Info.Policy: Tag! Your privacy's it

Robert Gellman

Technology doesn't invade privacy. People who use and misuse technology invade privacy.

A recent entrant in this struggle goes by the initials RFID, for radio-frequency identification. It stores information on a tiny tag that can be read remotely via radio signals.

An RFID tag on a pallet of merchandise makes it possible to track inventory. Wal-Mart Stores Inc. recently announced plans to require its suppliers to use RFID tags. That sounds benign enough. Pallets don't have privacy interests.

What happens if consumer merchandise bears RFID tags? Say you walk into a store wearing a shirt with an RFID tag sewn invisibly into the label. The store's hidden reader records the brand, size, color and purchase price of the shirt. Would that bother you? How about if all your clothes had tags?

Suppose you buy something in a store using a credit card. Now the store knows who you are and what you bought and can link it to what you're wearing. That's handy information for a customer profile.

What if groups of merchants begin to pool such information? Suddenly, a simple bit of technology has turned into a profiling system that lets anyone with a handheld reader track movements, purchases, clothing and activities. That begins to sound seriously Big Brother-ish.

Are there government applications? The State Department is considering a contactless smart-card chip for embedding in U.S. passports. Other government uses are limited only by the imagination of bureaucrats and contractors.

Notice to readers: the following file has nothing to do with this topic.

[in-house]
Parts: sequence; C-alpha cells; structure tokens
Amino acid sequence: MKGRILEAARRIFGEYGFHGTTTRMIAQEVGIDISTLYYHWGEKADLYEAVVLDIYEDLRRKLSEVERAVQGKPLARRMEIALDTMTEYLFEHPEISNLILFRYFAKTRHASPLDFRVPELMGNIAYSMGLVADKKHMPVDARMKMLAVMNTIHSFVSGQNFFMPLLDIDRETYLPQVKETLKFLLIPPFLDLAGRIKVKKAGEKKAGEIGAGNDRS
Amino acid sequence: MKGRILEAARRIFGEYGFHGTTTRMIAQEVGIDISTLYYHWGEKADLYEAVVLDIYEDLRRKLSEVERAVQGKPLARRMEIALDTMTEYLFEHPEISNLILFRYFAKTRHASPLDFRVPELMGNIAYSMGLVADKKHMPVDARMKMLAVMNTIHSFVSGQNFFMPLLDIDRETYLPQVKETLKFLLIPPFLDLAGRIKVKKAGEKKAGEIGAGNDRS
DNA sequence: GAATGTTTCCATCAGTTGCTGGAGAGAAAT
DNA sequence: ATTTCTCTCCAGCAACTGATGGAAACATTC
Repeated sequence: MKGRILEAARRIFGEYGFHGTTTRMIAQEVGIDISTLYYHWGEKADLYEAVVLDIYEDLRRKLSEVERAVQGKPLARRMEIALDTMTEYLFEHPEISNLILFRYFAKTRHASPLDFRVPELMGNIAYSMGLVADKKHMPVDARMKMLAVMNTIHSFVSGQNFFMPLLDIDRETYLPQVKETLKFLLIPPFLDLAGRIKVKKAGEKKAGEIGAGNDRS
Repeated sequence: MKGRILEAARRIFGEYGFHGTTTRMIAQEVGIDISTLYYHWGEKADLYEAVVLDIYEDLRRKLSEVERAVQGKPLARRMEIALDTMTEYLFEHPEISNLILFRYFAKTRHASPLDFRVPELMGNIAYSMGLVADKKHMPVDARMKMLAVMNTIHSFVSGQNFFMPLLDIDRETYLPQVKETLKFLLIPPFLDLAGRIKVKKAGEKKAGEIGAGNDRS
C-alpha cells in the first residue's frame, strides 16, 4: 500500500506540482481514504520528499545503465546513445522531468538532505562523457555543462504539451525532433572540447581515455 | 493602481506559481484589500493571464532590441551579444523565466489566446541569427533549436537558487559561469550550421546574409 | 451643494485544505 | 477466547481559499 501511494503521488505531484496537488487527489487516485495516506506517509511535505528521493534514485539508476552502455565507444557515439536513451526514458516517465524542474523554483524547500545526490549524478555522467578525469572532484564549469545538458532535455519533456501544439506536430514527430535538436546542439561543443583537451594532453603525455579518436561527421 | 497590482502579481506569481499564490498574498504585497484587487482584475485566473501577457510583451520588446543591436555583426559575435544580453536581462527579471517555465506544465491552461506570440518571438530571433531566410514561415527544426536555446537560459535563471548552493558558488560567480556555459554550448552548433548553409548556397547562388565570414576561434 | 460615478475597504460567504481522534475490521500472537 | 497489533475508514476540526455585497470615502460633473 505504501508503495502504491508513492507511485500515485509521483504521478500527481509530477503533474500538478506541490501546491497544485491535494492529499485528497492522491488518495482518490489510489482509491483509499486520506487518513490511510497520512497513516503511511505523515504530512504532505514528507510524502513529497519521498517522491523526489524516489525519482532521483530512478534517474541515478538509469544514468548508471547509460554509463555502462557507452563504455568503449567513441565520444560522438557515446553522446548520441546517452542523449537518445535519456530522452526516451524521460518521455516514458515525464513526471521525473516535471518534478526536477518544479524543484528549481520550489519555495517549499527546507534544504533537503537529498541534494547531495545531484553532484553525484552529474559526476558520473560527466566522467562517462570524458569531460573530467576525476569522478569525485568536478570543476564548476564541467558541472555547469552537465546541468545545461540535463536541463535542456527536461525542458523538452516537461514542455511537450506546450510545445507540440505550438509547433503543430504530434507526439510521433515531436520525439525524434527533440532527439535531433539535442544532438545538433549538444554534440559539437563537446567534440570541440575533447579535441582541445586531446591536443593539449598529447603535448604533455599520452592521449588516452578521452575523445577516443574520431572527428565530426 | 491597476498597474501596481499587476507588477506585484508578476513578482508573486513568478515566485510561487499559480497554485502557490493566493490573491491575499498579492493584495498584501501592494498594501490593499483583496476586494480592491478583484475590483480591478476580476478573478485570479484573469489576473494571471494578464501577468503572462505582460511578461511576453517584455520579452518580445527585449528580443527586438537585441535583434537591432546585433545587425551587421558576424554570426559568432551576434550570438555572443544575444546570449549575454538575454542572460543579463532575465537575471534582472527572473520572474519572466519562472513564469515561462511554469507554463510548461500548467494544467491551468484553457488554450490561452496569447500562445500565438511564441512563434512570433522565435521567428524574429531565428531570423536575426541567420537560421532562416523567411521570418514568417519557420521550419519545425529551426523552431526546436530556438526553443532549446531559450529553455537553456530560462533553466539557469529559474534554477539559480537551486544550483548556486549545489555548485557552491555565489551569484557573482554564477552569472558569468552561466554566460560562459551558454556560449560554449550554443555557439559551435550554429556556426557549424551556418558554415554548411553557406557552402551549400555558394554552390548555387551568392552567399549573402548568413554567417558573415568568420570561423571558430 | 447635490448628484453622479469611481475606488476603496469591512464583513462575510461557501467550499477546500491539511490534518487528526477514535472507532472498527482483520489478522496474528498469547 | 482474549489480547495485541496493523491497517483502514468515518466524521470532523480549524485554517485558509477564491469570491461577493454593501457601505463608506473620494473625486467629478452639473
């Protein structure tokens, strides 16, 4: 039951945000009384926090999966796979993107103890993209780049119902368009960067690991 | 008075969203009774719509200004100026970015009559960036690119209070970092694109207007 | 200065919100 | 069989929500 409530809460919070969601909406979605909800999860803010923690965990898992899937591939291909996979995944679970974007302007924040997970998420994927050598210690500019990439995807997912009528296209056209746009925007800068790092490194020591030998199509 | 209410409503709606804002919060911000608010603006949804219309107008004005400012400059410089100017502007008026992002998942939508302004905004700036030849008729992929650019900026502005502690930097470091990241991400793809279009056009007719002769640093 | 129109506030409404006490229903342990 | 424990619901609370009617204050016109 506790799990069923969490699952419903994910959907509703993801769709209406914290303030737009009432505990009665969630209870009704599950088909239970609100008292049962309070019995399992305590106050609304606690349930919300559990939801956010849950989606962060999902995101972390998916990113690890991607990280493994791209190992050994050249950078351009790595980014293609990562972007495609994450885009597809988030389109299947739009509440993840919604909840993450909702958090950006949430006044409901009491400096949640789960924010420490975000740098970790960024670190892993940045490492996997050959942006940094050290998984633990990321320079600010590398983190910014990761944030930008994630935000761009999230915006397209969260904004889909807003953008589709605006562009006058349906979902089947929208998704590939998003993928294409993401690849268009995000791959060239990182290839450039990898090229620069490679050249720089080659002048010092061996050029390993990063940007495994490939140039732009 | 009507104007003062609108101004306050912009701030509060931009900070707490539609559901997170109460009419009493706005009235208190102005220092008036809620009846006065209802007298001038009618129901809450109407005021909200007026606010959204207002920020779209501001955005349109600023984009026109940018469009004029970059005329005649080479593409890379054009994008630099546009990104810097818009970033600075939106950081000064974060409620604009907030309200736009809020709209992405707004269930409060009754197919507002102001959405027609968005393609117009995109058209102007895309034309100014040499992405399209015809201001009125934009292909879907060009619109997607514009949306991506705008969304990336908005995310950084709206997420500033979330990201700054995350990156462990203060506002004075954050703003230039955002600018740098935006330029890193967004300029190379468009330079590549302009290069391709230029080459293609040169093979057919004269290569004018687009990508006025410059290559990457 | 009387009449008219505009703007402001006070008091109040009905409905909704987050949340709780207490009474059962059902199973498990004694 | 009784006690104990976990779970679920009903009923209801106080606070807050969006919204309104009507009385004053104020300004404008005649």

If nothing here makes you nervous, then your privacy sensitivity needs some readjustment. Whenever information about you can be collected, retained, used and disclosed without your knowledge or consent, privacy alarm bells should be ringing.

The answer is not to kill RFID. Remember that technology is not the problem. We need controls on how people can process personal information, ideally relying on anonymity and fair information practices to protect privacy.

A grass-roots consumer organization called CASPIAN, for Consumers against Supermarket Privacy Invasion and Numbering, is leading the fight to keep RFID tags from sneaking into consumer products. The group began life by battling supermarkets' frequent- shopper programs. You can find out more about RFID and consumer-unfriendly frequent shopping cards by visiting CASPIAN, at www.nocards.org.

The RFID industry pays some attention to privacy. The Auto-ID Center, a partnership of dozens of companies and universities, has a Web site with some information about privacy, although you have to dig to find it. Visit autoidcenter.org.

RFID technology is global. That means its proponents will have to comply with the European Union's data protection rules. Whether America will operate under EU-style privacy rules for RFID or have weaker ones remains to be seen. Remember, it's how people implement technology that matters.

Robert Gellman is a Washington privacy and information policy consultant. E-mail him at rgellman@netacc.net.

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